Sept. 26 (Bloomberg) -- China’s yuan dropped the most in four months as concern Europe’s debt crisis will worsen curbed demand for emerging-market assets.
Failure to combat the Greek-led turmoil threatens “cascading default, bank runs and catastrophic risk,” U.S. Treasury Secretary Timothy F. Geithner warned at a Sept. 24 meeting of the International Monetary Fund in Washington. Benchmark stock indexes slumped across Asia today, sending the MSCI Asia Pacific Index to its lowest close in 16 months.
The yuan dropped 0.18 percent to close at 6.4006 per dollar in Shanghai, extending last week’s 0.09 percent decline, according to the China Foreign Exchange Trade System. It touched 6.4049, the weakest level since Aug. 12. In Hong Kong’s offshore market, the currency strengthened 0.38 percent to 6.4875, after sliding 2.1 percent last week, Bloomberg data show.
“The onshore yuan was behind the curve compared with the offshore rate, despite the market having been in risk-off mode,” said Carlos Cheung, a foreign-exchange currency dealer at Bank of Communications Ltd. in Hong Kong. “Some companies sold the yuan because they are short of dollars.”
Twelve-month non-deliverable forwards on the yuan gained 0.06 percent to 6.4015 per dollar, almost matching the spot rate in Shanghai, according to data compiled by Bloomberg. The People Bank’s of China set its daily reference rate 0.16 percent stronger at 6.3735, the highest level since July 2005. The yuan is allowed to trade up to 0.5 percent on either side of the daily reference rate.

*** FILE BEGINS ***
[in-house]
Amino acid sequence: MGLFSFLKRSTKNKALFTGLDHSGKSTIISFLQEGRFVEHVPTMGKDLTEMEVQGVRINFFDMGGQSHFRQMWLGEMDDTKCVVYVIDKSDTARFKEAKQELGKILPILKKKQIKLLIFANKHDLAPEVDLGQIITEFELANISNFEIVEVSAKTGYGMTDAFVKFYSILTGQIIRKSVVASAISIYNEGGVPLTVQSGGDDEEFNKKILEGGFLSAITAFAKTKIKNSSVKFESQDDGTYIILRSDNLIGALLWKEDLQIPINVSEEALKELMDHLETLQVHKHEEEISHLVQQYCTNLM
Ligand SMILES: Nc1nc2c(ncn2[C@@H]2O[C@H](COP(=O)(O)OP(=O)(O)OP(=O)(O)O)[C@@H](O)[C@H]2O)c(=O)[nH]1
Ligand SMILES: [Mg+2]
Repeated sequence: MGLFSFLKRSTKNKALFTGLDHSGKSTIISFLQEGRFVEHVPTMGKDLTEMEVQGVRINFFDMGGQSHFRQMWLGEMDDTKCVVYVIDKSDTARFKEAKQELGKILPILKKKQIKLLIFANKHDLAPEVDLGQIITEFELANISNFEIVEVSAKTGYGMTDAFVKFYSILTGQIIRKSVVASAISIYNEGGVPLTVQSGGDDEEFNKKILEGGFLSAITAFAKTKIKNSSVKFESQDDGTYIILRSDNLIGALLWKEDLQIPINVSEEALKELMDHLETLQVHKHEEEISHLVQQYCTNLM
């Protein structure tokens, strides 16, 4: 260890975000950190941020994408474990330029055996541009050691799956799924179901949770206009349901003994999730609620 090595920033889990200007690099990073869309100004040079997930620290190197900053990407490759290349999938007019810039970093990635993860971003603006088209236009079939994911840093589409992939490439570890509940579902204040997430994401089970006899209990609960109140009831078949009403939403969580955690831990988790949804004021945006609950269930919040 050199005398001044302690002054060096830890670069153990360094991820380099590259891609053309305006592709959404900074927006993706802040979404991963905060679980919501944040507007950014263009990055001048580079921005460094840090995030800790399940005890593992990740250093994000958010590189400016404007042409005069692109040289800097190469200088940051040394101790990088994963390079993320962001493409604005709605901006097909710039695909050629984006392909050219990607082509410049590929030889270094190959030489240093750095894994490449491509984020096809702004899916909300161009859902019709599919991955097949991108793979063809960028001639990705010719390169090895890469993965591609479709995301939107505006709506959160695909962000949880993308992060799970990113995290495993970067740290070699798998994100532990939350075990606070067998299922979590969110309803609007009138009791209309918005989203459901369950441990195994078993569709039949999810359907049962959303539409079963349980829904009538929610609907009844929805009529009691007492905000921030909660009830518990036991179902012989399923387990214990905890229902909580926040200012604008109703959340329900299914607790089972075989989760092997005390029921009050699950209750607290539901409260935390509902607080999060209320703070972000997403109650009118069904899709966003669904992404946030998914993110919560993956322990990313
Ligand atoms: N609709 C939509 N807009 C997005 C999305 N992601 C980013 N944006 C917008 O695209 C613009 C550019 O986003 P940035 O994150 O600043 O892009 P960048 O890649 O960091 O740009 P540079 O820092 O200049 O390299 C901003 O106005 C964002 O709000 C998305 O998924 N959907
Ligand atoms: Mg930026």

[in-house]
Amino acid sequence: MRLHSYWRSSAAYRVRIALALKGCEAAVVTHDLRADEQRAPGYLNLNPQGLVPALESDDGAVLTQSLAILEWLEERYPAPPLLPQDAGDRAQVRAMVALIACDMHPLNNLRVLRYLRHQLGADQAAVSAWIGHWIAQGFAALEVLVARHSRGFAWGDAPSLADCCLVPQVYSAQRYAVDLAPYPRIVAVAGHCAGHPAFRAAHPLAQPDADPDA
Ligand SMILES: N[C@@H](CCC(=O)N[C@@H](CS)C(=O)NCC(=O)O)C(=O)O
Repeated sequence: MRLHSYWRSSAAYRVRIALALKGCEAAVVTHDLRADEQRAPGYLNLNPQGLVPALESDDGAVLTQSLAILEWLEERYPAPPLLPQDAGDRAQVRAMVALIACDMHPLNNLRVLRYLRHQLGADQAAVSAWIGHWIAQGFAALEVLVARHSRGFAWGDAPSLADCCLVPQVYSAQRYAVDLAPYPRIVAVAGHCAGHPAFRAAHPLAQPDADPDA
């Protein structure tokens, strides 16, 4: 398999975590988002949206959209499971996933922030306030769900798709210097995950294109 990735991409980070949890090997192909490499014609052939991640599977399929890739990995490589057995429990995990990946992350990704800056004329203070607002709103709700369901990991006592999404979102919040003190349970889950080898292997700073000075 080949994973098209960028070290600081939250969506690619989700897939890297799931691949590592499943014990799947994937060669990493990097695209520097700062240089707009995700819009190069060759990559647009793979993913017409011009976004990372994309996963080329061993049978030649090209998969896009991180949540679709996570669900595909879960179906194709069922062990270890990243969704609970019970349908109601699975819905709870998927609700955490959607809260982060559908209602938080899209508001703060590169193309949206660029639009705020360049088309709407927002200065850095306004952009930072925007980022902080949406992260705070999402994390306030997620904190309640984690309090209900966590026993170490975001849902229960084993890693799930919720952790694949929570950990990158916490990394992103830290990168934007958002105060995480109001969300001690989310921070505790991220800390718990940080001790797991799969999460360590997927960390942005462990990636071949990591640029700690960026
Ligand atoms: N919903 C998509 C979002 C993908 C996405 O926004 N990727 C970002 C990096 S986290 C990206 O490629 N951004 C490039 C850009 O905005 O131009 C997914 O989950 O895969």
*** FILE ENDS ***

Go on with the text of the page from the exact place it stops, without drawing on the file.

The yuan is “highly relevant” to China’s international balance of payments, central bank Governor Zhou Xiaochuan said in Washington on Sept. 24, adding that a global economic slowdown wouldn’t affect its currency policy. The yuan may become fully convertible in five years, Li Daokui, an adviser to the People’s Bank of China, said at a forum in Washington.
China’s growth momentum will remain relatively strong, the central bank’s Zhou said in a speech posted on the monetary authority’s website yesterday. The government will maintain stable consumer prices to prevent major economic volatility, Zhou said at the IMF meeting.
Zhou said the general tone of the country’s fiscal and monetary policies won’t be changed as the overall trend in the economy hasn’t changed that much, China Business News reported today, citing comments made in an interview. China won’t pursue economic policies that may lead to a sharp slowdown, Zhou said, noting that the nation’s economic growth of 8 percent to 10 percent is helpful in supporting a global recovery.
China halted a three-year, 21 percent advance in the yuan in July 2008 to help exporters weather a global recession. The currency has strengthened 6.6 percent since the central bank allowed appreciation to resume in June 2010.
--Editors: James Regan, Andrew Janes
To contact the reporter on this story: Fion Li in Hong Kong at firstname.lastname@example.org
To contact the editor responsible for this story: Sandy Hendry at email@example.com